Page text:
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A fresh new take on the first person shooter genre coupled with a goofy arsenal makes Screencheat an overall fun game. It offers traditional 4 player split screen fun, as well as the ability to add bots making it up to 8 players at once which keeps things pretty interesting. Although being invisible in a FPS is not my preferred method of play, I really enjoyed myself and welcomed the challenge. Online multiplayer, several familiar game modes, and a slew of timed trails leaves you with plenty of content to keep you satisfied all while expanding on the thrill of looking at another player’s screen.
Proven Score 7/10

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Conventions PAX South 2016 Previews

PAX South Preview: Screencheat Brings Back the Good Ol’ Days

For Your Eyes Only

A large facet of current indie gaming is built around nostalgia aesthetic. 8 or 16 bit visuals and ramped up difficulty. Practically speaking, it makes sense. The side-scrolling era that many current devs grew up on is the easiest to replicate with a limited skillset while you grow as a creator. It also gives you the most room to max out out game potential without having to devote limited resources to visuals. Screencheat looks to capitalize on another aspect of gaming nostalgia that is currently ignored; couch multiplayer. More specifically, replicating how someone would play even if the others aren’t in the room.

Developer Samurai Punk wants to bring you back to the golden age of couch gaming. When Goldeneye reigned supreme, and the only thing worse than proximity mines was someone screen watching. The most underhanded but totally expected element of couch gaming. There was no real way to stop it, so a small truce would come into most game sessions. A gentlemen’s agreement of sorts. Screencheat spits in the face of that agreement, by not only encouraging you to watch your opponents screen, but making it the only way for you to find them.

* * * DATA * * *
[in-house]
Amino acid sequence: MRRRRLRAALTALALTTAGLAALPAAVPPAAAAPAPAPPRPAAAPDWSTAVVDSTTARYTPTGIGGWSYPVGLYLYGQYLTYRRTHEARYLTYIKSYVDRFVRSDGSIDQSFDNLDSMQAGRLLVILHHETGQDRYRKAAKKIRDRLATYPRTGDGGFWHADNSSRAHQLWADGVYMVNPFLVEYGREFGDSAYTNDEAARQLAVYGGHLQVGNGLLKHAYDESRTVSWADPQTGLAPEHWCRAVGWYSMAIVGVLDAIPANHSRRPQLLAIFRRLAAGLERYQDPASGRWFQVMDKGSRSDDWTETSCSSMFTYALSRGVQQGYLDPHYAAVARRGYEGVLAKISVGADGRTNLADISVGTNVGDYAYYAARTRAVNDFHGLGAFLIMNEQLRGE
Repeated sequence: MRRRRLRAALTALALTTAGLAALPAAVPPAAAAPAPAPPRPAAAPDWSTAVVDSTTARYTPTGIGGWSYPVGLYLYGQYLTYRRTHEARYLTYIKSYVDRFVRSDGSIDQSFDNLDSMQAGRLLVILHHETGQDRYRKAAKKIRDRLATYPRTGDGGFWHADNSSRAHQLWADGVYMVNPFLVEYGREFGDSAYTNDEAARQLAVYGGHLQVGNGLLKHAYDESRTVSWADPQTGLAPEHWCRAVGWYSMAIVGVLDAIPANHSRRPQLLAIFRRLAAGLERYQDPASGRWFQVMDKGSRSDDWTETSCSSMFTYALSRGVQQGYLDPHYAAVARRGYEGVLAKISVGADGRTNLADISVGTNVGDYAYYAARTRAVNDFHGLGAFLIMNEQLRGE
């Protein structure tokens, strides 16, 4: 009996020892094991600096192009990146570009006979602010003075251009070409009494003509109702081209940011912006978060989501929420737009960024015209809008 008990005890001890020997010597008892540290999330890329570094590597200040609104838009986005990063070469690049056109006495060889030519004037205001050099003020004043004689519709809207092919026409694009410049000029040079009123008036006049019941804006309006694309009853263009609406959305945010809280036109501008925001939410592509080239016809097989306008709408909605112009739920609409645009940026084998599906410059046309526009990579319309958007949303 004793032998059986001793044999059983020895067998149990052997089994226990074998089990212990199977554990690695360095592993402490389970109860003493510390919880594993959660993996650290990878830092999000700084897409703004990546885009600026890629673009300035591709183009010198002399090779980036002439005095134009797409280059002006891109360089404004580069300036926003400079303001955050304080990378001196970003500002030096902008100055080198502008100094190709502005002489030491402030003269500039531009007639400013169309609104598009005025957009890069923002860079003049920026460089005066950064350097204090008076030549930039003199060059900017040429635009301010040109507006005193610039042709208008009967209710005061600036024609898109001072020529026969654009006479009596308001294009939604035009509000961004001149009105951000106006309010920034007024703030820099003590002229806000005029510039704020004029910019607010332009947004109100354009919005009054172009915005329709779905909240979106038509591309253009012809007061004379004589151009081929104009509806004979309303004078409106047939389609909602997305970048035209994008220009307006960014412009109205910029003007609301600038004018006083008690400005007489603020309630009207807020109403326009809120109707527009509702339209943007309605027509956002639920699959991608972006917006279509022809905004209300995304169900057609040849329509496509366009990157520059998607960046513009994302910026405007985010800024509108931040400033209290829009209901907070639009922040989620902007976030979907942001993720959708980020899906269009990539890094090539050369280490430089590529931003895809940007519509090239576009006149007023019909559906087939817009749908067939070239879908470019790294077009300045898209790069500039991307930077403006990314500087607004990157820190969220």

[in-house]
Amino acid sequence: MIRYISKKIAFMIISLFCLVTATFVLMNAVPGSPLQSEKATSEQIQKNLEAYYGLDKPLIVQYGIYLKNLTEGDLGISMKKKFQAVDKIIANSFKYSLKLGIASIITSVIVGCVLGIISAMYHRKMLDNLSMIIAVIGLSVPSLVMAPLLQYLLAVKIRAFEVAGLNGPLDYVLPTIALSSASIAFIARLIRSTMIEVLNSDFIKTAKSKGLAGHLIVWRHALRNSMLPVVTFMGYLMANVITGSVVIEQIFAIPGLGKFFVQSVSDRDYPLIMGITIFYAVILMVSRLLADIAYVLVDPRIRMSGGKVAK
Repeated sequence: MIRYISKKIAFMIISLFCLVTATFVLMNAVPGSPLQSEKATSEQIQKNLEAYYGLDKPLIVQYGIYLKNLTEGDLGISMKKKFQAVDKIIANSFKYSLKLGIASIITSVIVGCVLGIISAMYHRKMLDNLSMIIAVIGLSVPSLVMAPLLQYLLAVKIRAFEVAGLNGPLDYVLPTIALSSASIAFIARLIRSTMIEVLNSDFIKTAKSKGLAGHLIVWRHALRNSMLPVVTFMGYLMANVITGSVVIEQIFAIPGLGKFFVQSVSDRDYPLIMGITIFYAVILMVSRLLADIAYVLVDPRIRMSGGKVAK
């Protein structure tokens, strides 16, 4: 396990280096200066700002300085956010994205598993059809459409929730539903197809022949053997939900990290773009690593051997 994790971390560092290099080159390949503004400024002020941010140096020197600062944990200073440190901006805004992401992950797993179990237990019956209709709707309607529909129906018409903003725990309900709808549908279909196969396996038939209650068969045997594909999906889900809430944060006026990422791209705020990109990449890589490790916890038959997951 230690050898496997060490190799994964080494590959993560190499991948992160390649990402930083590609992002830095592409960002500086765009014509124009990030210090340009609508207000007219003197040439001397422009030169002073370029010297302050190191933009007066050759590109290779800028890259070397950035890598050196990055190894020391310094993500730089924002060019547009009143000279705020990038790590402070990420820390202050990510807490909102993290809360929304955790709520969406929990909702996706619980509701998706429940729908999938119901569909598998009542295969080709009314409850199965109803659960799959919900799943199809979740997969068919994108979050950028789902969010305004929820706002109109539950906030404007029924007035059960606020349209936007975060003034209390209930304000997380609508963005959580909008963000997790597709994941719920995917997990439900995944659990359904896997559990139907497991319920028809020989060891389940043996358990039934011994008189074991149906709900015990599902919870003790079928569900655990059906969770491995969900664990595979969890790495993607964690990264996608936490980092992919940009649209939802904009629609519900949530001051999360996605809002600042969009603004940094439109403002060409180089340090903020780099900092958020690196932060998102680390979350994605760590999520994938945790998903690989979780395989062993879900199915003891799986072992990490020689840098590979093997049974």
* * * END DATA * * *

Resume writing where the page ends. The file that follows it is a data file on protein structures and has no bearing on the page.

In Screencheat, your opponents are completely invisible. The only visual cues you’ll receive from them are their bullet trails. Or fire trails….or electric bolts. It’s a veritable “if you’re reading this, it’s too late” situation. To effectively defend yourself, and take out the enemy, you have to watch their screens, using the vividly and distinctly colored sections of the map. Memorization is key, but so is limiting your hip fire. Shooting wildly does nothing but tip the others off to your location.

In my time with Screencheat at PAX South, the game played fluidly enough, and the vast array of weapons kept things interesting. I had to tap into an old bag of tricks that i’d left in the attic of my childhood in order to keep up with the other players. Eventually it just became a matter of mapping out my route and trying not to look at anything too distinct. Deception became the winning tactic. It brought back memories of gaming past, and tapped into a nostalgic corner of the mind that is ignored by newer indie games.

Screencheat is currently available on Steam, but is on its way to both PS4 and Xbox One. And don’t worry, there’s only multiplayer as well, so even if you can’t get your friends over, you can still cheat to your hearts content. Keep your eye out for it, and for more from PAX South, keep it here at The Structure Network.